Wednesday, June 1, 2011

Adams County Makes the News - Adams County Leader #32

The Adams County Leader        Published Weekly On Friday
Wm. Lemon Editor and Manager
Member State Editorial Association 
Member National Editorial Association
Official Paper of Adams County Price $2.00 Strictly in Advance

March 9, 1928

During the past week, a youth of the community was hailed before Justice Watt by the village marshal, George Childers, the complaint being that he rode a horse up and down the street at an unlawful pace, all to the violation of town law and the peace and order of the community.  Without entering into the discussion of guilt or innocence of the boy, though we take it for granted he was guilty as the fine was paid, we do assume to take the side of enforcement of law and the maintenance of peace, order, and discipline.

There is a tendency on the part of youth, and every reasonable man knows it, to override authority and laugh at attempts of enforcement.  In other words, a very large majority of boys appears to think that as they never did have to obey or respect authority, when they come face to face with laws of the commonwealth, that too can be ignored and ridiculed.  If more law enforcement officials would do their sworn duty rigidly, there would be less disrespect of law and order, and the citizenry of the country would be better for it.

Since we have observed the attempts of town law enforcement in Council, we have noted that each time the officer made an attempt there was remonstrance raised by some that he was “picking” on the accused and that he was venting his personal prejudice on this particular one.  If an officer is known to observe violations of some and to ignore them, and then pick up another for the same thing or a similar violation—that is reprehensible; but no such condition has been shown to be true against Marshal Childers.  Some have been heard to make statements to the effect that he “passes up” some violations and then jumps on others.  But such accusations have not been substantiated.  We doubt that any of them can be proven.  At least the marshal defies anyone to prove such charges.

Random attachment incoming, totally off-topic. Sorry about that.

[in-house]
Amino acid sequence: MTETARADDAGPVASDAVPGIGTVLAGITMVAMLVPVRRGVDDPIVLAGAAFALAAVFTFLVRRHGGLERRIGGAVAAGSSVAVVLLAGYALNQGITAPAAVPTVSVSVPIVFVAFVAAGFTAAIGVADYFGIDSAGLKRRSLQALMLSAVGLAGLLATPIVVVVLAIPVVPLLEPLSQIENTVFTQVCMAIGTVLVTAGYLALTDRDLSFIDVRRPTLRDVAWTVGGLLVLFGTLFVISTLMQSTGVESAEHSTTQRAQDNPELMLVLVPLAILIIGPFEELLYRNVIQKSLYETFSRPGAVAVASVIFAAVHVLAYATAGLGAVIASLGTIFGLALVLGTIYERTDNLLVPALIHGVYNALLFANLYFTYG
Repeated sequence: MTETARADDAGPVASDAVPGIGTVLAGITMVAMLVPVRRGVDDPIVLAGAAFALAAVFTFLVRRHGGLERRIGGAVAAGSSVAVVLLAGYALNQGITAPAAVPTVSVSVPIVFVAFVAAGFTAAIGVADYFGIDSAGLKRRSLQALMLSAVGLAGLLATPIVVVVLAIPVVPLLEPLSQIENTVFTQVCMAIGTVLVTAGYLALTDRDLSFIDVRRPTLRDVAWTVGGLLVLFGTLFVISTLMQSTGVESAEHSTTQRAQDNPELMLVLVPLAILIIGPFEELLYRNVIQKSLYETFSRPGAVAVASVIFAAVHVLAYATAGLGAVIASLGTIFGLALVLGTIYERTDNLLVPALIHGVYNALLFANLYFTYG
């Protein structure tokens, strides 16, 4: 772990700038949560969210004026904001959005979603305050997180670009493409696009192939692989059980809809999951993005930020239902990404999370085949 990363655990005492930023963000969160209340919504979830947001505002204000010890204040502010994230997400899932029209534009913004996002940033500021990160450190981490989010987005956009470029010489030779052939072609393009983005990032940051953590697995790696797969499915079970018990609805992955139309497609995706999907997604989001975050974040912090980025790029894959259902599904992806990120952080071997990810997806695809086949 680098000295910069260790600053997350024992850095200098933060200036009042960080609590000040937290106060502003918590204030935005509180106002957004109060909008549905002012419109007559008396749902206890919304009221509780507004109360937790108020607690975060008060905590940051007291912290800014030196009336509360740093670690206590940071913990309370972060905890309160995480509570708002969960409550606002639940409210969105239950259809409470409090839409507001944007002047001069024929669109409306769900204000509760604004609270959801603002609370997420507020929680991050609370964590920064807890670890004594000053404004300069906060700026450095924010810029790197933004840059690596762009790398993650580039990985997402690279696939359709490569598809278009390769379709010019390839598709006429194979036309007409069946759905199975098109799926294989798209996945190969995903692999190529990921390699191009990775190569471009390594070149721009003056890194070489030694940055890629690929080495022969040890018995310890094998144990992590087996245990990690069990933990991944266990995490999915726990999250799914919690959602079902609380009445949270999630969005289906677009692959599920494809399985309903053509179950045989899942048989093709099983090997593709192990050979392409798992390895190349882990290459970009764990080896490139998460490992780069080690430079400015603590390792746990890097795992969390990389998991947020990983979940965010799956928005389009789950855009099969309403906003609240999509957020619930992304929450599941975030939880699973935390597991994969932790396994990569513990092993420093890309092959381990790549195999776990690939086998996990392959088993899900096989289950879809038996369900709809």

There is such a thing as authority, even in a small community, and the sooner it is made evident and respect for it established, the better it will be for all concerned.

March 9, 1928

George Childers submitted his resignation to the village fathers Monday night and will prepare at once to move to the ranch on Cow Creek, west of Goodrich.  He thinks the ranch offers better possibilities for a living than does the small town.  “At least,” he says, “we can be independent.”  The council elected Will Pouste for watermaster and marshal, who enters on his duties at once.

March 9, 1928

Editor Adams County Leader
Dear Sir:
I want to add a few words to what has already been said in regard to the P. & I. N. railroad which operates between Weiser and New Meadows and which for the past three years has not been making expenses.  I was among the first settlers in Meadows Valley, before there was any railroad, and have not forgotten the inconveniences of living without a railroad.  If this railroad should be discontinued and we should have to depend on trucks, our lumber could not be moved and every sawmill in this section would have to go out of business.  I feel it would set our country back forty years with inconceivable disaster.

George W. Clark

March 16, 1928

Some have said that the Leader editor has no business to “butt” into this P.I.N. and truck discussion so vigorously because he hasn’t been here long enough—he’s too green in the affairs of this community to have any say about our local affairs.  And by this it may be assumed that the editor may editorialize all he likes about something way off in Chicago or Boise, but when it comes to local affairs, he should keep out of discussions.

But the editor relies somewhat for his guidance in this particular proposition on the theory that according to the laws of existence, growth, etc., green things at least have the characteristic of being able to grow, while ripe things quickly come to the point of decay—even rottenness.

July 27, 1928

On account of extreme dry weather the springs that feed the village water supply are running so low that the reservoir has been drained to the extent that water users in the east end have been short of water for house use.  Water must be conserved by all, and it is anticipated that next week, three days can be set apart when water can be used for irrigation purposes during specified evening hours (5 to 10 o’clock) designated by the village council and supervised by the marshal.  This program will be tried out but if found impossible, water for irrigation will have to be discontinued for a longer period, as fire protection must be maintained.  Every water user MUST conserve water for all purposes.

Village Council, by George W. Prout, Chairman

compiled by Eberle Umbach


  1. Heh, heh! I love the "Editor Too Green" article; he has a point, and he puts it so elegantly.

  2. Hi Roy: Yes, those old Idaho editors had a way with words! Glad you liked it.


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